In the United States, breast cancer is the most commonly diagnosed malignancy in women. Yet in November 2009, the United States Preventive Services Task Force (USPSTF) published a set of guidelines for breast cancer screenings that was notably different from their last update. Previously, the updates supported an annual mammogram for women ages 40-49 years. Incredibly, the current guidelines recommend that women ages 50-74 years undergo screenings biennially rather than annually. And more importantly, the decision to actually have a screening mammogram is now left in hands of the patient and her physician.

The recommendation that women younger than age 50 should forgo their annual mammogram is akin to a death sentence for African-American women, as they are most likely to develop breast cancer at an earlier age. Rather than make that recommendation, the USPSTF should review the groundswell of evidence that clearly identifies the breast cancer disparities that exist between African-American and other women. Of critical importance is that the USPSTF should revise and rethink its recommendation to reflect the best interests of those women who are most vulnerable to this disease.

Nationwide, the American Cancer Society reports that while the incidence of breast cancer is lower in African-American women, the mortality rate is significantly higher. While breast cancer may affect all women–and a small percentage of men–it is particularly dangerous for African-American women. They are generally diagnosed at an earlier age with an advanced stage and an aggressive phenotype of breast cancer. In fact, the breast cancer tumors in African-American women are more likely to be hormone receptor negative and of a higher pathology grade, with both conditions understood to be poor prognostic factors.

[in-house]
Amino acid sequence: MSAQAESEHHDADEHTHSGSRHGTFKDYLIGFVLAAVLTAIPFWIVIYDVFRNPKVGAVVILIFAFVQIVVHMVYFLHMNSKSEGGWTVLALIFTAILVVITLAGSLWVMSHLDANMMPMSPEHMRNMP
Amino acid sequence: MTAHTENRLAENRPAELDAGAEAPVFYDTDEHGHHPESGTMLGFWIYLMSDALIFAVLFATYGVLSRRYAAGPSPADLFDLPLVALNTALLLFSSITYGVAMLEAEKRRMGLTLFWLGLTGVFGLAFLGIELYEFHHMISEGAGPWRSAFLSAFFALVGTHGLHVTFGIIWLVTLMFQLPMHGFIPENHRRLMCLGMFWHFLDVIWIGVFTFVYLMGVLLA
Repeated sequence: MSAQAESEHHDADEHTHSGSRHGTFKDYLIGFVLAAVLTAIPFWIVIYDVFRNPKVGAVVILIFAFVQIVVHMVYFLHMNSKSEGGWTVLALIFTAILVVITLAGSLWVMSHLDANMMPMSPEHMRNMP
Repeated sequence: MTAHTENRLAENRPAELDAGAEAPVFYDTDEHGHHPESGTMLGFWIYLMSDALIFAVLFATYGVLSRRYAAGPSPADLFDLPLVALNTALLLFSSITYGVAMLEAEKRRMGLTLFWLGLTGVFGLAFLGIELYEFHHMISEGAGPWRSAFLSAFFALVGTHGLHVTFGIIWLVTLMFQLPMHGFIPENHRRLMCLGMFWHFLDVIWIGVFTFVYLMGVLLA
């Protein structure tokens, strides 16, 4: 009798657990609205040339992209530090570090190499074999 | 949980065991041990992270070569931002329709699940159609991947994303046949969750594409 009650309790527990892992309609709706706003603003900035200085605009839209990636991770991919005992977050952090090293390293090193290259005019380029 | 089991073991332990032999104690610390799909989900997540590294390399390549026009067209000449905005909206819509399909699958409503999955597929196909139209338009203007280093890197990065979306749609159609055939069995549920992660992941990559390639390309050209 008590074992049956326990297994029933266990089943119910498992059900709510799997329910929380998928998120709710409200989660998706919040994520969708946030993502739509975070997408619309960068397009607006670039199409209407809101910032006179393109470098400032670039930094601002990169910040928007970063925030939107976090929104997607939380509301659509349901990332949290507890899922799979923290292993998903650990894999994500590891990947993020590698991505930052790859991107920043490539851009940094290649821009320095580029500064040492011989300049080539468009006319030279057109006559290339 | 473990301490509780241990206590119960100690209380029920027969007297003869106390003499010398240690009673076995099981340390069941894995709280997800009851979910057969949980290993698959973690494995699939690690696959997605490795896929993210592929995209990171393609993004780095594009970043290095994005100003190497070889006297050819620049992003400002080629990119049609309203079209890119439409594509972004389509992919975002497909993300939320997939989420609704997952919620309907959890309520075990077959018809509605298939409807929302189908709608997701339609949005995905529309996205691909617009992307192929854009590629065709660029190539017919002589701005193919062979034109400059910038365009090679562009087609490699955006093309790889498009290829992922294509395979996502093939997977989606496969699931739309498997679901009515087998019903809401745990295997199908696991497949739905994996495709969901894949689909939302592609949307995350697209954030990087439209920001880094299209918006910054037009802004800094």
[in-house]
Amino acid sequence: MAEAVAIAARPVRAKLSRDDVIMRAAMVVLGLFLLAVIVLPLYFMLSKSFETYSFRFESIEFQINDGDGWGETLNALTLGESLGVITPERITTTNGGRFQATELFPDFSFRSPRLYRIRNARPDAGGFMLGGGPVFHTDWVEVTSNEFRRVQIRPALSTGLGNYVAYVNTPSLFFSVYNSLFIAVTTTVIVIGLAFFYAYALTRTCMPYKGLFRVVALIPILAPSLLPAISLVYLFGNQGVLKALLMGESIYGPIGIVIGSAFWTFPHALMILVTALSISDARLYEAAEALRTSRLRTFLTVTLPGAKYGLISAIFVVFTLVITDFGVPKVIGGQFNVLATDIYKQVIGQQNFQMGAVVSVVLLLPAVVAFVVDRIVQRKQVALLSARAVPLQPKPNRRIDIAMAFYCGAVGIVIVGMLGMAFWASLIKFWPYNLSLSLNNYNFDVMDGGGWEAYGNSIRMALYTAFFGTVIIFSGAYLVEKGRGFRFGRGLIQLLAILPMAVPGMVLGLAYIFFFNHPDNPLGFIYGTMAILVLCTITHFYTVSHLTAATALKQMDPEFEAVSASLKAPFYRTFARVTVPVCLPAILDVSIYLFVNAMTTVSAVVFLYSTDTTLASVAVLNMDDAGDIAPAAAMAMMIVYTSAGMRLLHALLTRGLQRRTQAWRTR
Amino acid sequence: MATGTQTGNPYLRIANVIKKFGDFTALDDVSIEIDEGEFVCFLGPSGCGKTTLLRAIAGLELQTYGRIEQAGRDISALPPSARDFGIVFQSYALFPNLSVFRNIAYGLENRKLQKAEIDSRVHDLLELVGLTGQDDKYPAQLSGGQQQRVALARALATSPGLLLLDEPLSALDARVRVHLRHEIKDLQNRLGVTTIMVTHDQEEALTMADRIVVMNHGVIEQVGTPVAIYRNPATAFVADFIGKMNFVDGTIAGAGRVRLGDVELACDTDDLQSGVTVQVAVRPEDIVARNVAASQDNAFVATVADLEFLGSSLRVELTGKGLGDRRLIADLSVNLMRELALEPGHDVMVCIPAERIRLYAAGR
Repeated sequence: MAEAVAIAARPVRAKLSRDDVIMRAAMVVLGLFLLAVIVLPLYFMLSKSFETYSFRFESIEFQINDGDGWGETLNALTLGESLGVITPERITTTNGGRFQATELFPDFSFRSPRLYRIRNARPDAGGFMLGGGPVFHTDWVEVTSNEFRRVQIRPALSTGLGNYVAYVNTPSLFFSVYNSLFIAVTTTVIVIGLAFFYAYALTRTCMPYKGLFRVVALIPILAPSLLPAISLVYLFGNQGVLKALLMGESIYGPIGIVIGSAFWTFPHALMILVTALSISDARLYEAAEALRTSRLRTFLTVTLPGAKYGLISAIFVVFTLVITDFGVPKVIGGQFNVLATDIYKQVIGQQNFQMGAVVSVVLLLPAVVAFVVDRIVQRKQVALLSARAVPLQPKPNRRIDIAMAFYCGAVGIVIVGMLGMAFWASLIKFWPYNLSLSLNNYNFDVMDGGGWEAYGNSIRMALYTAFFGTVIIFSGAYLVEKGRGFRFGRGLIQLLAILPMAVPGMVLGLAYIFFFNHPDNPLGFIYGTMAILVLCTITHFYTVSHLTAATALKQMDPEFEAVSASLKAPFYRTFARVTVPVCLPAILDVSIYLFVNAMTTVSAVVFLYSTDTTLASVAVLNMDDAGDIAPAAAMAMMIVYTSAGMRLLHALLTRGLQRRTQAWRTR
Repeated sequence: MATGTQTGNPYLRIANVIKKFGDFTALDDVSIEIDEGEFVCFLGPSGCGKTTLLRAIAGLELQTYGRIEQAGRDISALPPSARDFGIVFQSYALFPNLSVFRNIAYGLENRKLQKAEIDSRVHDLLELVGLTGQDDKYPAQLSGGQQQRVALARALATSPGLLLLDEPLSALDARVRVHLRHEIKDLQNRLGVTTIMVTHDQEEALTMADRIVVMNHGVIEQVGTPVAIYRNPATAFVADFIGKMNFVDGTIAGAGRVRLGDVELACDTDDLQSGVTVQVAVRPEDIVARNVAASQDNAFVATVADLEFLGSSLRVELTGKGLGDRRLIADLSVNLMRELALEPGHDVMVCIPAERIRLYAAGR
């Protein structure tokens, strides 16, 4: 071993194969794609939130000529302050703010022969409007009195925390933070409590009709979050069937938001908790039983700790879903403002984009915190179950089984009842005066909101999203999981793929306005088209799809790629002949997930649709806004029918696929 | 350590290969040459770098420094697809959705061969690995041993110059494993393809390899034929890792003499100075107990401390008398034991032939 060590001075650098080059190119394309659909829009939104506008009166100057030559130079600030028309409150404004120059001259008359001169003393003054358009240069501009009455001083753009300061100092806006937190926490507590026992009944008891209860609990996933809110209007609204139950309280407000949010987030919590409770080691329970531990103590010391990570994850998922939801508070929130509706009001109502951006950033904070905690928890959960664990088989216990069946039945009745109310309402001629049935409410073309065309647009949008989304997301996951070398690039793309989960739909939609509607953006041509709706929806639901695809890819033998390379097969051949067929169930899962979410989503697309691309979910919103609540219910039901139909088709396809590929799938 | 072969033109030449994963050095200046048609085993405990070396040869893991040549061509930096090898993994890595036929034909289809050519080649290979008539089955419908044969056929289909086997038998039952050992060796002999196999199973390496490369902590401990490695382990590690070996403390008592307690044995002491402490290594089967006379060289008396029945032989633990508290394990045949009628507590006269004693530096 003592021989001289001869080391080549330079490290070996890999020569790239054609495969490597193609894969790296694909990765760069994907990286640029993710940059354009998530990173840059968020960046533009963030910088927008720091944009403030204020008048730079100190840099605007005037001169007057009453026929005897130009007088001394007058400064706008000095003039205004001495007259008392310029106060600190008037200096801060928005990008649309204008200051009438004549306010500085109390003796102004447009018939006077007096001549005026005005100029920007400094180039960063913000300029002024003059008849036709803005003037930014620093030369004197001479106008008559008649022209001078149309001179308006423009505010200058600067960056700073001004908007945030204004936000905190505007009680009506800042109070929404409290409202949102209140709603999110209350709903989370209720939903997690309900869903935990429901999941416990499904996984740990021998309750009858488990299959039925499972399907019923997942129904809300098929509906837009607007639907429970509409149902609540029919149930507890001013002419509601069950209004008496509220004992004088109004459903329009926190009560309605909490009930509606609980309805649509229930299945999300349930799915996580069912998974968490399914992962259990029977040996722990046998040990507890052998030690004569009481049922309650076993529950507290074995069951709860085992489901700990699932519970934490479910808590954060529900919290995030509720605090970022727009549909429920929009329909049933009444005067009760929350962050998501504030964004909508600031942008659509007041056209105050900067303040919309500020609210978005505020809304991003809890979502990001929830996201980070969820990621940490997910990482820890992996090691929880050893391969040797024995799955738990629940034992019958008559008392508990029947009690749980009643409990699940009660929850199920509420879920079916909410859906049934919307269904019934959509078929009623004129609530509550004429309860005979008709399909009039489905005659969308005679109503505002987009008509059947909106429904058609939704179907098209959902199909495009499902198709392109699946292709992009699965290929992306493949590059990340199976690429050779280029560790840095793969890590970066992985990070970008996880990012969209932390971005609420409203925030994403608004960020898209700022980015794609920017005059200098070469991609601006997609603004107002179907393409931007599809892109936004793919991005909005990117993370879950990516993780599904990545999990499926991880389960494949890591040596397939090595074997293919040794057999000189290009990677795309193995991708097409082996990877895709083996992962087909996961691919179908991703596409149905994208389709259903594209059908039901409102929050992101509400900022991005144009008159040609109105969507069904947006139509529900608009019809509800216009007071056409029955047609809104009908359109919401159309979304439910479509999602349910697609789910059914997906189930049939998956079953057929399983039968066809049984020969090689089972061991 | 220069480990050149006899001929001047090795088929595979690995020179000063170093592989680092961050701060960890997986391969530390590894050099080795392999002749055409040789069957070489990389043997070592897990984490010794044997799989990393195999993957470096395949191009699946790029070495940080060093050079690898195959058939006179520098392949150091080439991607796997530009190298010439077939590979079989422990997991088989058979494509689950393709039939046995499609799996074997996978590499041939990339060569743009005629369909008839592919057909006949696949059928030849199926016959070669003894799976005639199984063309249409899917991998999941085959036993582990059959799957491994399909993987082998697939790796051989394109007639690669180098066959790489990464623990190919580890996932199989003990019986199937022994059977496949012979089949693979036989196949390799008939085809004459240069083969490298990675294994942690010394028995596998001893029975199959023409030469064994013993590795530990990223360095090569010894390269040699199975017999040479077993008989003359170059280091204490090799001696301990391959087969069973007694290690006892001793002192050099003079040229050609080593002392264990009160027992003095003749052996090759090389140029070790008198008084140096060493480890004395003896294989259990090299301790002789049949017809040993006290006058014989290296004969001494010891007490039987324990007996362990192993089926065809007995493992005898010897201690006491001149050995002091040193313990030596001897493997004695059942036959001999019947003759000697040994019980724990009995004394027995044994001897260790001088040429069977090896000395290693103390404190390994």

It is quite notable that in African-American women between ages 35 and 45, incidence and mortality rates are higher than for other women. For many, this is the age where they are contributing members of society and may have productive careers and/or major parental responsibilities. Yet it’s at this age for African-American women that they may not be able to live up to their fullest potential because of the devastating impact of this disease.

There must be a clear emphasis placed on those situations in which early diagnosis and intervention is vital for survival. A key example is in the early detection of breast cancer, where widespread adoption of this USPSTF recommendation for African-American women is a surefire death sentence. It is critical then that we take into account group specificity before concluding that annual mammograms are counter indicated and that biennial screening is the standard, as this is unambiguously the case of breast cancer in African-American women.

The author is a Ph.D. candidate at UCLA School of Nursing. Her current research explores the psychological functioning of African-American breast cancer survivors.